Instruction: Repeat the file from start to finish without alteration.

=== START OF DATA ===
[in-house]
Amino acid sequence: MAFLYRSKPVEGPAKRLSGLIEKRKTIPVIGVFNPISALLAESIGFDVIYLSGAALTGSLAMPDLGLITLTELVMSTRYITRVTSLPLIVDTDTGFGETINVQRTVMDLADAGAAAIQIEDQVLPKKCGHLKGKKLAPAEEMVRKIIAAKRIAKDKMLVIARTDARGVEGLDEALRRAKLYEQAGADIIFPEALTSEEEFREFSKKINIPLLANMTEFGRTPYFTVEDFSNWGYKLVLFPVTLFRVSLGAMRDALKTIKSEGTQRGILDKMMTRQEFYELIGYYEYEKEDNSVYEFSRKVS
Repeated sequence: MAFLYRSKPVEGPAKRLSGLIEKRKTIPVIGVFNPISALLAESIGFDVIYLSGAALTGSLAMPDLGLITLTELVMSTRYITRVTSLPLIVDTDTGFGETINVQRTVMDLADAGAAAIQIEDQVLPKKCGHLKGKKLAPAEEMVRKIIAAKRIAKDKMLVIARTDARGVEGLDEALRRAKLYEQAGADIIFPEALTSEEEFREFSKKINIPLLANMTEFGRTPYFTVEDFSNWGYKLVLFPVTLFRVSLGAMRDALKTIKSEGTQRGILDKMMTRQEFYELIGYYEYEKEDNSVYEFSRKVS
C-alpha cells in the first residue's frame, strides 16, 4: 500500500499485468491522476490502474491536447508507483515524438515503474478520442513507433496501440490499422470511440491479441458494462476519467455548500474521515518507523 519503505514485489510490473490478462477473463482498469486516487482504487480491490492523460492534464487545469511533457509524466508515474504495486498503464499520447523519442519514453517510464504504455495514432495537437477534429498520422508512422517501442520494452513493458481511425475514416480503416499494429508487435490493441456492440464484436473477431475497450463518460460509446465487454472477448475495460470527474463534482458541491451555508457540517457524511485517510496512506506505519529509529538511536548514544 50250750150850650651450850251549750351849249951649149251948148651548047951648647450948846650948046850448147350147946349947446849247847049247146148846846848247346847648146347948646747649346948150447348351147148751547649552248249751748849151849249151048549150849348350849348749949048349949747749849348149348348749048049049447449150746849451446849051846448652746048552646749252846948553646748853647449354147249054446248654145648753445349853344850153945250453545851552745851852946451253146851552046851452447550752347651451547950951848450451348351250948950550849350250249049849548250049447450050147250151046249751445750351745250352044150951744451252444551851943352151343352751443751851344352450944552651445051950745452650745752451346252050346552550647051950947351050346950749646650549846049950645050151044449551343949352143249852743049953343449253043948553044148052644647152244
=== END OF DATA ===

[in-house]
Amino acid sequence: MAFLYRSKPVEGPAKRLSGLIEKRKTIPVIGVFNPISALLAESIGFDVIYLSGAALTGSLAMPDLGLITLTELVMSTRYITRVTSLPLIVDTDTGFGETINVQRTVMDLADAGAAAIQIEDQVLPKKCGHLKGKKLAPAEEMVRKIIAAKRIAKDKMLVIARTDARGVEGLDEALRRAKLYEQAGADIIFPEALTSEEEFREFSKKINIPLLANMTEFGRTPYFTVEDFSNWGYKLVLFPVTLFRVSLGAMRDALKTIKSEGTQRGILDKMMTRQEFYELIGYYEYEKEDNSVYEFSRKVS
Repeated sequence: MAFLYRSKPVEGPAKRLSGLIEKRKTIPVIGVFNPISALLAESIGFDVIYLSGAALTGSLAMPDLGLITLTELVMSTRYITRVTSLPLIVDTDTGFGETINVQRTVMDLADAGAAAIQIEDQVLPKKCGHLKGKKLAPAEEMVRKIIAAKRIAKDKMLVIARTDARGVEGLDEALRRAKLYEQAGADIIFPEALTSEEEFREFSKKINIPLLANMTEFGRTPYFTVEDFSNWGYKLVLFPVTLFRVSLGAMRDALKTIKSEGTQRGILDKMMTRQEFYELIGYYEYEKEDNSVYEFSRKVS
C-alpha cells in the first residue's frame, strides 16, 4: 500500500499485468491522476490502474491536447508507483515524438515503474478520442513507433496501440490499422470511440491479441458494462476519467455548500474521515518507523 519503505514485489510490473490478462477473463482498469486516487482504487480491490492523460492534464487545469511533457509524466508515474504495486498503464499520447523519442519514453517510464504504455495514432495537437477534429498520422508512422517501442520494452513493458481511425475514416480503416499494429508487435490493441456492440464484436473477431475497450463518460460509446465487454472477448475495460470527474463534482458541491451555508457540517457524511485517510496512506506505519529509529538511536548514544 50250750150850650651450850251549750351849249951649149251948148651548047951648647450948846650948046850448147350147946349947446849247847049247146148846846848247346847648146347948646747649346948150447348351147148751547649552248249751748849151849249151048549150849348350849348749949048349949747749849348149348348749048049049447449150746849451446849051846448652746048552646749252846948553646748853647449354147249054446248654145648753445349853344850153945250453545851552745851852946451253146851552046851452447550752347651451547950951848450451348351250948950550849350250249049849548250049447450050147250151046249751445750351745250352044150951744451252444551851943352151343352751443751851344352450944552651445051950745452650745752451346252050346552550647051950947351050346950749646650549846049950645050151044449551343949352143249852743049953343449253043948553044148052644647152244